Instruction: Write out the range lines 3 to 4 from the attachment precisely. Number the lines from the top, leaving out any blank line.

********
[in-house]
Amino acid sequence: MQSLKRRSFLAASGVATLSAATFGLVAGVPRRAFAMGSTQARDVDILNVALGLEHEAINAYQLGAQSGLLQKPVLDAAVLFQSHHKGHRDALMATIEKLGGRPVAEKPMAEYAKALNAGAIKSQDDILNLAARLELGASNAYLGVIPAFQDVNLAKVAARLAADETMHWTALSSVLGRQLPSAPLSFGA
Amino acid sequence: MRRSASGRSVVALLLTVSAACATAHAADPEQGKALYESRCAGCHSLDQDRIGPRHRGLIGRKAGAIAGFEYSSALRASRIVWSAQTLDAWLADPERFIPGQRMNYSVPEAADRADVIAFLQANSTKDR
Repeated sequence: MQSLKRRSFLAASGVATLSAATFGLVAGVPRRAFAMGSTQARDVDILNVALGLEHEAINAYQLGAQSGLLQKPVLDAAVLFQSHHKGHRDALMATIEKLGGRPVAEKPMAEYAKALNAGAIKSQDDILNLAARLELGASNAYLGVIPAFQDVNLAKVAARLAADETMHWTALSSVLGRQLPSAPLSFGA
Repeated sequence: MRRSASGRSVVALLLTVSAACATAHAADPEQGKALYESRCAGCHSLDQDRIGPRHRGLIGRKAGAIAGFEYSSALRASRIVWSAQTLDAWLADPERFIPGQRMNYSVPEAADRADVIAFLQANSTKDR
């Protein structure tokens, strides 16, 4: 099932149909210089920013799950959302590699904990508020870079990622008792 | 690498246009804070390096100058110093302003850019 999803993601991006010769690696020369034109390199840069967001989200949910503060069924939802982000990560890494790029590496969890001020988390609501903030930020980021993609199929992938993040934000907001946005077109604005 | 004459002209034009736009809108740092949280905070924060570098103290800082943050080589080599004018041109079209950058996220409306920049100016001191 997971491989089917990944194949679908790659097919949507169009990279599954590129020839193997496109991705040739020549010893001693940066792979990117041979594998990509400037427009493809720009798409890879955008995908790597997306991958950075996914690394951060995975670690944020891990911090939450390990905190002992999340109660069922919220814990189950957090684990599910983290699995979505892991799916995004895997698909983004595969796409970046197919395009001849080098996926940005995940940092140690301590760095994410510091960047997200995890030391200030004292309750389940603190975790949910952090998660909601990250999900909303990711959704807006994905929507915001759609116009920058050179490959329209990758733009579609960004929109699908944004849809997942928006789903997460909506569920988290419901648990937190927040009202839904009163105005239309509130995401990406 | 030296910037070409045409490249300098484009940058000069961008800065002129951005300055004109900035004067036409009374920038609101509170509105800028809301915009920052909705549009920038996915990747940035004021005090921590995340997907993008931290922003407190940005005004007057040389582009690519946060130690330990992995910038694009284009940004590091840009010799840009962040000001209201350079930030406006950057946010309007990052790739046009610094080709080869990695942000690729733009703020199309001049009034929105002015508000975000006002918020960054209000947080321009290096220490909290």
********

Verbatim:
Amino acid sequence: MRRSASGRSVVALLLTVSAACATAHAADPEQGKALYESRCAGCHSLDQDRIGPRHRGLIGRKAGAIAGFEYSSALRASRIVWSAQTLDAWLADPERFIPGQRMNYSVPEAADRADVIAFLQANSTKDR
Repeated sequence: MQSLKRRSFLAASGVATLSAATFGLVAGVPRRAFAMGSTQARDVDILNVALGLEHEAINAYQLGAQSGLLQKPVLDAAVLFQSHHKGHRDALMATIEKLGGRPVAEKPMAEYAKALNAGAIKSQDDILNLAARLELGASNAYLGVIPAFQDVNLAKVAARLAADETMHWTALSSVLGRQLPSAPLSFGA